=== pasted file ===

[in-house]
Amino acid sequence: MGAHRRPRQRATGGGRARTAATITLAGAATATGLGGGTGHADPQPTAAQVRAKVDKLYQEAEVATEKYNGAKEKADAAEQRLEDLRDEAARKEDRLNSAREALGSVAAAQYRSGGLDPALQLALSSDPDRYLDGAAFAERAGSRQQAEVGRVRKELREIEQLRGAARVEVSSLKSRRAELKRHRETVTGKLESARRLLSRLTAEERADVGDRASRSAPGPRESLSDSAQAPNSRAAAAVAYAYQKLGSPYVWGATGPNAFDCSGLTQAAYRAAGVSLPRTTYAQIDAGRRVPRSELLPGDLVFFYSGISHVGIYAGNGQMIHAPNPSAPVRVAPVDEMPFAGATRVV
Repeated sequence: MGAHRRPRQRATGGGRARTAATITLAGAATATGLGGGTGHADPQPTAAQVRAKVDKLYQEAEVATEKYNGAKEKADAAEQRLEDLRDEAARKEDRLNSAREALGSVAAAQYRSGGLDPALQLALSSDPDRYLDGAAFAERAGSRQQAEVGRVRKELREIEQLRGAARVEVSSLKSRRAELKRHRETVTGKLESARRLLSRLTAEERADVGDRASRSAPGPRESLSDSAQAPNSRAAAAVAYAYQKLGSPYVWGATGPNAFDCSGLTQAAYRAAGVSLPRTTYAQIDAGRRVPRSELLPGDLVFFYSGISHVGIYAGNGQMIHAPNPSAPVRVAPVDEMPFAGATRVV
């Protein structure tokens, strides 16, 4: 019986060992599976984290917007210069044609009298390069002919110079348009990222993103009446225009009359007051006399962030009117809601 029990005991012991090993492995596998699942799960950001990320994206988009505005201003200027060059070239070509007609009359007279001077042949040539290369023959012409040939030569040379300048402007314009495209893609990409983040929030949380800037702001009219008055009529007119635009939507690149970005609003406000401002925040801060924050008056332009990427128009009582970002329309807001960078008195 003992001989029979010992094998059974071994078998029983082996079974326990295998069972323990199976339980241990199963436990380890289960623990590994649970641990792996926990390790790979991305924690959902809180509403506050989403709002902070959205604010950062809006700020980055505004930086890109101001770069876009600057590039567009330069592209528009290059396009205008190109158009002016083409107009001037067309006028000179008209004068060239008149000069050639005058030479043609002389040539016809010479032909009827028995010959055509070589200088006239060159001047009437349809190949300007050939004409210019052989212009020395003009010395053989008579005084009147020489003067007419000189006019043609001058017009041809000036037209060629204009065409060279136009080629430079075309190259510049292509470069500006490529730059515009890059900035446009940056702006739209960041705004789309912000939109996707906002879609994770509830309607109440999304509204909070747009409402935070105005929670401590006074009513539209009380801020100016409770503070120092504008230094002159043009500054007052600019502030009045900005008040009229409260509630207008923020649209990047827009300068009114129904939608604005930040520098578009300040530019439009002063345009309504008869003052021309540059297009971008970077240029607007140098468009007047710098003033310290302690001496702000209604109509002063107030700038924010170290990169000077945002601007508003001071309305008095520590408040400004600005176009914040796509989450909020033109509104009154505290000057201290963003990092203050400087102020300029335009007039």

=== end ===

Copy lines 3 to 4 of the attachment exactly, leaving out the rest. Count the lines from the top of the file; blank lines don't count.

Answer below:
Repeated sequence: MGAHRRPRQRATGGGRARTAATITLAGAATATGLGGGTGHADPQPTAAQVRAKVDKLYQEAEVATEKYNGAKEKADAAEQRLEDLRDEAARKEDRLNSAREALGSVAAAQYRSGGLDPALQLALSSDPDRYLDGAAFAERAGSRQQAEVGRVRKELREIEQLRGAARVEVSSLKSRRAELKRHRETVTGKLESARRLLSRLTAEERADVGDRASRSAPGPRESLSDSAQAPNSRAAAAVAYAYQKLGSPYVWGATGPNAFDCSGLTQAAYRAAGVSLPRTTYAQIDAGRRVPRSELLPGDLVFFYSGISHVGIYAGNGQMIHAPNPSAPVRVAPVDEMPFAGATRVV
């Protein structure tokens, strides 16, 4: 019986060992599976984290917007210069044609009298390069002919110079348009990222993103009446225009009359007051006399962030009117809601 029990005991012991090993492995596998699942799960950001990320994206988009505005201003200027060059070239070509007609009359007279001077042949040539290369023959012409040939030569040379300048402007314009495209893609990409983040929030949380800037702001009219008055009529007119635009939507690149970005609003406000401002925040801060924050008056332009990427128009009582970002329309807001960078008195 003992001989029979010992094998059974071994078998029983082996079974326990295998069972323990199976339980241990199963436990380890289960623990590994649970641990792996926990390790790979991305924690959902809180509403506050989403709002902070959205604010950062809006700020980055505004930086890109101001770069876009600057590039567009330069592209528009290059396009205008190109158009002016083409107009001037067309006028000179008209004068060239008149000069050639005058030479043609002389040539016809010479032909009827028995010959055509070589200088006239060159001047009437349809190949300007050939004409210019052989212009020395003009010395053989008579005084009147020489003067007419000189006019043609001058017009041809000036037209060629204009065409060279136009080629430079075309190259510049292509470069500006490529730059515009890059900035446009940056702006739209960041705004789309912000939109996707906002879609994770509830309607109440999304509204909070747009409402935070105005929670401590006074009513539209009380801020100016409770503070120092504008230094002159043009500054007052600019502030009045900005008040009229409260509630207008923020649209990047827009300068009114129904939608604005930040520098578009300040530019439009002063345009309504008869003052021309540059297009971008970077240029607007140098468009007047710098003033310290302690001496702000209604109509002063107030700038924010170290990169000077945002601007508003001071309305008095520590408040400004600005176009914040796509989450909020033109509104009154505290000057201290963003990092203050400087102020300029335009007039």